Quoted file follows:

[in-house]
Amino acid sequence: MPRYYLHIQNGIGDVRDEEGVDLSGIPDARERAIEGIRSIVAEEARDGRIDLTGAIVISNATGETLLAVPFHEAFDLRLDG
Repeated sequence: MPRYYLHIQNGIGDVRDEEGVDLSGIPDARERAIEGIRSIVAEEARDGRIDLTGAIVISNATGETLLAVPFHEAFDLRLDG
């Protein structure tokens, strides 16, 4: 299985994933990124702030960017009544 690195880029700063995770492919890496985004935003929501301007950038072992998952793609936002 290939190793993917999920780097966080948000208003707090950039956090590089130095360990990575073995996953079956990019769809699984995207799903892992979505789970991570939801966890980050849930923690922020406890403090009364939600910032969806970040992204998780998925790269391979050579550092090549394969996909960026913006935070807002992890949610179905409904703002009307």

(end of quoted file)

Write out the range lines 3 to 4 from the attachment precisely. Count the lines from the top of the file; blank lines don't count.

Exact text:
Repeated sequence: MPRYYLHIQNGIGDVRDEEGVDLSGIPDARERAIEGIRSIVAEEARDGRIDLTGAIVISNATGETLLAVPFHEAFDLRLDG
């Protein structure tokens, strides 16, 4: 299985994933990124702030960017009544 690195880029700063995770492919890496985004935003929501301007950038072992998952793609936002 290939190793993917999920780097966080948000208003707090950039956090590089130095360990990575073995996953079956990019769809699984995207799903892992979505789970991570939801966890980050849930923690922020406890403090009364939600910032969806970040992204998780998925790269391979050579550092090549394969996909960026913006935070807002992890949610179905409904703002009307």